“An engaging, subversive study of masculinity, entitlement and privilege.”
Los Angeles is known as the city of dreams, a place for new beginnings and where people go to escape their pasts. That’s also how it has largely been portrayed in film and television, aside from a few notable exceptions, such as David Lynch’s Mulholland Drive and David Robert Mitchell’s Under the Silver Lake, Los Angeles’ reputation precedes itself, for better or for worse, and that is in part thanks to its depiction in media.
In his latest film, writer and director Tyler Savage attempts to deconstruct this stereotype by initially leaning into it before ruthlessly tearing it apart. Blinders centers on Andy (Vincent Van Horn), a man desperate for a new beginning after his girlfriend cheats on him with a co-worker. Equipped only with his dog and his belongings, Andy sets out for Los Angeles in hopes of a fresh new start.
Andy finds himself at a bar on his very first night in Los Angeles, where he meets Sam (Christine Ko), a bright and beautiful woman who has been ditched by her friends. The two hit it off and soon embark on a romantic relationship but a chance encounter with an unhinged rideshare driver (Michael Lee Joplin) threatens to destroy the new life he has started crafting for himself.
Played to perfection by Vincent Van Horn, Andy is a character that is easy to root for, his close relationship with his mother and his adorable dynamic with his dog making him seem disarmingly charming in a way that allows anyone to empathize with. Van Horn tackles the role with effervescent charm and charisma, while also bringing nuance to his performance, portraying Andy like a man with the weight of the world his shoulders who still chooses to look at the bright side of every situation.
Joplin, on the other hands, brings some more frenetic energy to the film, channeling Jim Carrey circa The Cable Guy in an unhinged, unrelenting performance. As a rideshare driver who develops a dangerous obsession with one of his passengers, Joplin is an absolute riot, practically stealing the show with his fantastic portrayal of a lonely man in desperate need of a friend. He is also dangerous when the film calls for him to be, his performance curdling into an angry, impassioned crescendo as he is increasingly ignored and dismissed by Andy. Ko is also fantastic as Sam, injecting the film with much needed brevity as a bubbly young woman who we soon discover has much more to her than meets the eye.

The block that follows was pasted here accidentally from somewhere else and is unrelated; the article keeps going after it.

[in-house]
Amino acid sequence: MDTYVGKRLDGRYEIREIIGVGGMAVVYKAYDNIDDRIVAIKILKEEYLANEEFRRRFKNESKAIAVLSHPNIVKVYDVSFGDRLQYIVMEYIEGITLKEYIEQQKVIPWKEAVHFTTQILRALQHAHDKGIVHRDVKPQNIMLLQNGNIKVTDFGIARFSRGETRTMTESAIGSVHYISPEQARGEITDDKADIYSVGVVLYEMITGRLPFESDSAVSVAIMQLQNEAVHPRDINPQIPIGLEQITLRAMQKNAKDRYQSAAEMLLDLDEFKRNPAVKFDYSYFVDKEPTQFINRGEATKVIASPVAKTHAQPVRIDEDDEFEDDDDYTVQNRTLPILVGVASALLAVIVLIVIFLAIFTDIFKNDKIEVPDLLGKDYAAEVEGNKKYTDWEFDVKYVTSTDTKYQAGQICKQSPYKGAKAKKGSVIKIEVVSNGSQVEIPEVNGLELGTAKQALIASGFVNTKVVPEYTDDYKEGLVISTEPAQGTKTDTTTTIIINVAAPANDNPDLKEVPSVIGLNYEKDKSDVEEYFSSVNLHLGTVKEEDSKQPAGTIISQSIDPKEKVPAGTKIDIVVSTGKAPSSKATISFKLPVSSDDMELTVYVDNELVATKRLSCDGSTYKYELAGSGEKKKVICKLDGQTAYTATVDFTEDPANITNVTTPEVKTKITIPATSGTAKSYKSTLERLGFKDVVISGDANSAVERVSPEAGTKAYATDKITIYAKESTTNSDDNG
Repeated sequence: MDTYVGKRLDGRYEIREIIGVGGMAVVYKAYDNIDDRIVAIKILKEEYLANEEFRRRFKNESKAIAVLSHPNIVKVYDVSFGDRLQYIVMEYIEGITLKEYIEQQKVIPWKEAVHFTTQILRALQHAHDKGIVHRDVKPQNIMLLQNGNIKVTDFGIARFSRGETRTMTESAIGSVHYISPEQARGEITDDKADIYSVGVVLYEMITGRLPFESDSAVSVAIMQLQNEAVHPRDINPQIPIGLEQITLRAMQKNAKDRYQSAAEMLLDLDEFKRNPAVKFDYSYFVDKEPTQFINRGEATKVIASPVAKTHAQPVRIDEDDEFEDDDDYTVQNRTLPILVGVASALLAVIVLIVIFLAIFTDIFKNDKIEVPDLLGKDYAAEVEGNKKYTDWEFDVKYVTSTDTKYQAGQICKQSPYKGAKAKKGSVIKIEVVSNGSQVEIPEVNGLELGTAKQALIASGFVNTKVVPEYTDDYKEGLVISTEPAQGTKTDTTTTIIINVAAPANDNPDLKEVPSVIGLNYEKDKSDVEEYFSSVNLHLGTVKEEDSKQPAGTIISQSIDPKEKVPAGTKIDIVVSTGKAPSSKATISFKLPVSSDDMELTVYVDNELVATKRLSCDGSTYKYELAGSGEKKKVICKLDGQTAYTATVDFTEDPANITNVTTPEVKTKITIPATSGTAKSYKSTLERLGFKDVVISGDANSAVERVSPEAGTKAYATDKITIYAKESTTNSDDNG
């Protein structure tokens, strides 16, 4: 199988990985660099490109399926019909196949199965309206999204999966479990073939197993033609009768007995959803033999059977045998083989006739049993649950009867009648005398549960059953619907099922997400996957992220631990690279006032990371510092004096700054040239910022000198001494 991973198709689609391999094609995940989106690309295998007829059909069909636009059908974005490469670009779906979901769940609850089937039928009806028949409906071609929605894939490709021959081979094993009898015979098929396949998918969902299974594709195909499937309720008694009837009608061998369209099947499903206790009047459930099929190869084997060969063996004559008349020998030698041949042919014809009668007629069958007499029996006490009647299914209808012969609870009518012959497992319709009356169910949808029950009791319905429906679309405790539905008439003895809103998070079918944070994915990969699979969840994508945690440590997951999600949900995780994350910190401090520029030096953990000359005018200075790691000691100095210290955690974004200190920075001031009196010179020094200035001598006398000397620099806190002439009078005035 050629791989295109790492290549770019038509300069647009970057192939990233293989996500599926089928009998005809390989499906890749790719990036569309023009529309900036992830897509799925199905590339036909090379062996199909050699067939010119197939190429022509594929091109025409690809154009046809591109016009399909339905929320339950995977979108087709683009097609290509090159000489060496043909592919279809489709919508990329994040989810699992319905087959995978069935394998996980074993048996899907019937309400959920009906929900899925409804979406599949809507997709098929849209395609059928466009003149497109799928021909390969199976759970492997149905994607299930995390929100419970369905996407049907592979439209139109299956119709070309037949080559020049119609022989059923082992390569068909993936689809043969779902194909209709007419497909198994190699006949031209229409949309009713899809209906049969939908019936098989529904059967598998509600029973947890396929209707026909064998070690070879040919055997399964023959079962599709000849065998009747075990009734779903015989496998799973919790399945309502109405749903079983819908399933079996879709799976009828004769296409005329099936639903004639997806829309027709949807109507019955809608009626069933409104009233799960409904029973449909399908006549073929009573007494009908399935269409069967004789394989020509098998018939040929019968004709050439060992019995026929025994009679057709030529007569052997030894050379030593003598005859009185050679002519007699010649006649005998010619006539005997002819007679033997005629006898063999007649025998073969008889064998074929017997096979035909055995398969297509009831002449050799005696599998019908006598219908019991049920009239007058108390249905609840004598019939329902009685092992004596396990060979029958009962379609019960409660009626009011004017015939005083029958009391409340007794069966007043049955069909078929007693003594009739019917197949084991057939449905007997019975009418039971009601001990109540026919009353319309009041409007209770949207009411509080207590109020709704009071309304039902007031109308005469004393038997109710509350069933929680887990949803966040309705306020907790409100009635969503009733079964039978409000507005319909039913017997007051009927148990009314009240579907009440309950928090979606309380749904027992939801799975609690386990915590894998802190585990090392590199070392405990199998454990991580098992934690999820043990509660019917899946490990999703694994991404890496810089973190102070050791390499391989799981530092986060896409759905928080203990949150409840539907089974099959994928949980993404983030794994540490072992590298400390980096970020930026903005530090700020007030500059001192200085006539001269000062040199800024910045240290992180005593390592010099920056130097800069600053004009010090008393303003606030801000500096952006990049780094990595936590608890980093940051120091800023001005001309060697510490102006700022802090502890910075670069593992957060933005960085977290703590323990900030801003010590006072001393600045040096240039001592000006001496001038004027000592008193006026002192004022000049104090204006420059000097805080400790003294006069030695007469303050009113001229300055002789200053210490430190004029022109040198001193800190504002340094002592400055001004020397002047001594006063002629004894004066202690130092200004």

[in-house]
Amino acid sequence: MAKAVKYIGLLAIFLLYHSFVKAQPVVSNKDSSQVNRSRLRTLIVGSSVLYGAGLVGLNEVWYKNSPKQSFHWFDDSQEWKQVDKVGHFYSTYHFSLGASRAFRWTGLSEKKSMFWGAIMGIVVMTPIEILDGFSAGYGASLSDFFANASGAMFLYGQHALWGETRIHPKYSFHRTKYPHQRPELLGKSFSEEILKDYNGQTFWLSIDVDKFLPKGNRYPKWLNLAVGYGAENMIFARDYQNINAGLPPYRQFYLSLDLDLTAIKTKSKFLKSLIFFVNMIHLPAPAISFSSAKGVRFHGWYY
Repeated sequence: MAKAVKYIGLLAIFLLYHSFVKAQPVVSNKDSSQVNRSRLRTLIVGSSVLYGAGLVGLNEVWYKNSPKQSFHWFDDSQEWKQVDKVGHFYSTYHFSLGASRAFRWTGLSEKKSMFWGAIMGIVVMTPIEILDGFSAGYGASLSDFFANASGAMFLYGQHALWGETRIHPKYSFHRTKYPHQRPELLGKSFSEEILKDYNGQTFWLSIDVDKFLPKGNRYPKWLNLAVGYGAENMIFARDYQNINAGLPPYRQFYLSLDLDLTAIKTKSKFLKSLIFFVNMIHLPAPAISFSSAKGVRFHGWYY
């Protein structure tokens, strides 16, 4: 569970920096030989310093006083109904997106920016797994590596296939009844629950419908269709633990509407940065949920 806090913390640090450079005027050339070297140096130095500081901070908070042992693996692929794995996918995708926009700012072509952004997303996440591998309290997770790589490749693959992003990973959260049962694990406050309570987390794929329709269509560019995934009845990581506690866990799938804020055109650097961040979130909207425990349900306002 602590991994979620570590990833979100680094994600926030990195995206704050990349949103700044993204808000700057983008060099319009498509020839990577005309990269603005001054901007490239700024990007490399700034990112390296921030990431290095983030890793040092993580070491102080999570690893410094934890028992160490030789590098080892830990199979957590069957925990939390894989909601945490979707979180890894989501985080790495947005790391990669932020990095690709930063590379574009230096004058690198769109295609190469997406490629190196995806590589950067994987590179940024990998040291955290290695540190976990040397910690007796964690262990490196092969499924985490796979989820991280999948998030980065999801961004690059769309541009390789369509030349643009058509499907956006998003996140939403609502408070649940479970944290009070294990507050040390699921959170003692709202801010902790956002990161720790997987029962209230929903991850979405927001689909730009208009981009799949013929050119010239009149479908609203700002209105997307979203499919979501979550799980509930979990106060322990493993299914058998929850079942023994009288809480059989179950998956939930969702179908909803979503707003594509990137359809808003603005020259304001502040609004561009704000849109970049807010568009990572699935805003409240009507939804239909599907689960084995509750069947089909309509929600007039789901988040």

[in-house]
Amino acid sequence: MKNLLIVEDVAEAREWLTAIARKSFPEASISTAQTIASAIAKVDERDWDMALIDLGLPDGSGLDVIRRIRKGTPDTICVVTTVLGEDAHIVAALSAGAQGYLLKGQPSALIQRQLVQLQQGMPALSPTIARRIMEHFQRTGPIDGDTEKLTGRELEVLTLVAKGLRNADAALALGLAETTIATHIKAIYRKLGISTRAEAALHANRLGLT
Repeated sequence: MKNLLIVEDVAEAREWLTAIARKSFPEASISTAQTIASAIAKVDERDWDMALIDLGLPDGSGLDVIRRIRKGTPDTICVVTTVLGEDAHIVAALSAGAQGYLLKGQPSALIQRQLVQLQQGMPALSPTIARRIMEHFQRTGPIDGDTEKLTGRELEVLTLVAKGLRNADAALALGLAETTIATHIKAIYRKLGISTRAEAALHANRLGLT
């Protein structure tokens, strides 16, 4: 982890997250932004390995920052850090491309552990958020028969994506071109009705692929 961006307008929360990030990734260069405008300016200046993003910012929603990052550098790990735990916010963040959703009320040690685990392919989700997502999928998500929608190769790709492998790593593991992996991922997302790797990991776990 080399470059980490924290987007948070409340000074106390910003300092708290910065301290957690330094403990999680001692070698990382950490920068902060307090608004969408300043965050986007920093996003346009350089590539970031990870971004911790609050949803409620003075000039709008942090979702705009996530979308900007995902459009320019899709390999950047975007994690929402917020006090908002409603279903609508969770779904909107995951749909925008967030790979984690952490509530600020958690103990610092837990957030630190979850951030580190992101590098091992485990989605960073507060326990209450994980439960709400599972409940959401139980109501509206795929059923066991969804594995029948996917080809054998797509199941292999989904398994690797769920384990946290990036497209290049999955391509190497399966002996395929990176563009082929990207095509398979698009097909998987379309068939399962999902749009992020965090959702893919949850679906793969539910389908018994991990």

Savage directs Los Angeles in a way that has rarely ever been seen on screen; like a bleak, daunting shadow of the version of it we’ve seen countless times before. It’s a perfect juxtaposition to Andy’s cheery, happy-go-lucky persona – his endearing optimism a sharp contrast to his dark, depressing surroundings. Savage’s script is also sharply written, with the film starting off like a gender-swapped version of Single White Female before it transforms into an engaging study of masculinity, entitlement and privilege. It twists, turns and weaves in and out before it pulls the rug from underneath its audience, leading into a subversive but surprisingly satisfying gut punch of an ending that will leave you wanting more.
Dir: Tyler Savage
Prod: Tyler Savage, Daniel Pisano, JP Castel and Dash Hawkins
Cast: Vincent Van Horn, Michael Lee Joplin and Christine Ko
Release Date: 2020 (FrightFest)